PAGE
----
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Old 05-27-2012, 08:16 PM
 
3 posts, read 5,894 times
Reputation: 13

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State: North Carolina

Do I have to allow the property management company to enter the dwelling I am renting if the owner (named "landlord" not the property management co.) has terminated my 1yr lease due to late payment? The home is in foreclosure and recently listed in the MLS. The landlord and property mgmt co (Realty Co.) gave me a choice to either make an offer on the home for purchase or to move out, 5 months into the 1yr lease.

They used the opportunity to terminate the lease when I was late for the first time on my rent payment, even after overnighting the payment to the owner (named landlord and payee) who lives out of state, who then denied the payment and sent it back via certified letter.

I have secured a new home to move into but it will not be ready for 2 more weeks. The Realtor continues to pressure me to move out. No eviction or summary ejectment has been served. I am currently NOT under a lease agreement as the landlord terminated it. The Realtor has listed the house in the MLS and wants to now visit the home inside citing a 24hr notice to enter. It is my understanding this is only valid in a lease situation, which the lease no longer exists as they have terminated it.

I have been told I am now a "holdover tenant" even though I have attempted to pay the rent, but it's apparent I am being forced out of this home as it's in foreclosure and the owner wants to try to sell it before proceedings are final.

My overall question is....since I am not in a lease any longer as it's been officially terminated however I have not received an eviction notice, do I have to allow the property management company (again...NOT listed as the landlord/owner of the lease) entry into the home prior to me moving out in 2 weeks?

I have tried to cooperate with the Realtor by being available to show the home for prospective buyers as this home is listed as a "short sale", however currently no interested parties have seen the home. The Realtor for the property management company is demanding entry this week by giving me 24-hr notice because they "believe that I have remodeled or altered the home" which is untrue. I want to have a right to my privacy as I work from home full time as an IT professional and do not need nosy Realtors walking through the home while I am here for the remaining 2 weeks.

What are the legal rights I have to stop them from entering the home, as no lease exists?

Thanks
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Old 05-27-2012, 08:26 PM
 
14,220 posts, read 26,484,274 times
Reputation: 8375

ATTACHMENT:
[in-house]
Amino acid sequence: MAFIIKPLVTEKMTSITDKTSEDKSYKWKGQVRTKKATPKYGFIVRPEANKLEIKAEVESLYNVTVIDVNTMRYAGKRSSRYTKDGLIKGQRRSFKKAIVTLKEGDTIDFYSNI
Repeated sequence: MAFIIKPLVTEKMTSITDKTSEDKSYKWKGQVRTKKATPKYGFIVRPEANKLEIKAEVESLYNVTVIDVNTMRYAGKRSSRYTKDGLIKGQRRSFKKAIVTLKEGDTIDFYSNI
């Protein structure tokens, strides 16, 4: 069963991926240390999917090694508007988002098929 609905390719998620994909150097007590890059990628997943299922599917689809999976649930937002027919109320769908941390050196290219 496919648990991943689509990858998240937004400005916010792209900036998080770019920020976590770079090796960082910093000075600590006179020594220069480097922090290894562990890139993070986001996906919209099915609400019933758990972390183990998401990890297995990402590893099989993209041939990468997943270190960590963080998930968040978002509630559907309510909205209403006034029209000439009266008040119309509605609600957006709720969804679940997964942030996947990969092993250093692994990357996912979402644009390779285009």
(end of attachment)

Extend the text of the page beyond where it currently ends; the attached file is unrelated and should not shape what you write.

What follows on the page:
Specific legal questions are beyond the scope of this Forum...

Have you asked a local Landlord/Tenant lawyer for advice?
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Old 05-27-2012, 08:31 PM
 
3 posts, read 5,894 times
Reputation: 13
Greetings Ultra,

As time is of the essence and its a holiday weekend, I have not secured a lawyer however my personal attorney has given me a reference to one. As this "visit" is occurring early in the week I was hoping to find some online advice before seeking paid legal advice.

I apologize if I have violated any terms on this forum...I am seeking opinions on the matter, not ironclad legal advice.

Regards
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Old 05-27-2012, 08:33 PM
 
14,220 posts, read 26,484,274 times
Reputation: 8375
Perhaps someone familiar with North Carolina will comment?
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Old 05-27-2012, 09:15 PM
 
Location: California
4,404 posts, read 5,505,666 times
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Quote:
Originally Posted by Ultrarunner View Post
Perhaps someone familiar with North Carolina will comment?
Not specifically familiar with NC, HOWEVER...OP keeps mentioning that there is no longer a lease and that he doesn't have to behave as if there is one...true, as the LL returned the rent. However OP is living in the property rent free and no eviction proceedings are in place. So, common decency would honestly say that OP needs to allow them access and that a failure to do so will very likely result in the filing of an Unlawful Detainer, which becomes public record, even if it is later dismissed.

I don't need to know specific state law to be able to tell that the next step in dealing with an uncooperative tenant who has not paid rent (refused or otherwise) is to start eviction proceedings. OP does mention that the "holdover tenant" phrase has been used...generally implying the tenant is there against agreement of the property owner.

Also, per NC law (a link is provided) it would appear that continuing to follow the terms of the lease strengthens the LL claim for a UD. Following the procedures as if the tenant were still under lease, in my opinion (I have had about 10 years experience in CA with renters as an agent for a LL) is the first steps to filing of a UD.


holdover tenancy n. the situation when a tenant of real estate continues to occupy the premises without the owner's agreement after the original lease or rental agreement between the owner (landlord) and the tenant has expired. The tenant is responsible for payment of the monthly rental at the existing rate and terms, which the landlord may accept without admitting the legality of the occupancy. A holdover tenant is subject to a notice to quit (get out) and, if he/she does not leave, to a lawsuit for unlawful detainer.

Charlotte Landlord Tenant Law Information | North Carolina Lawyer NC Attorney Law Firm Lincolnton Statesville Mooresville
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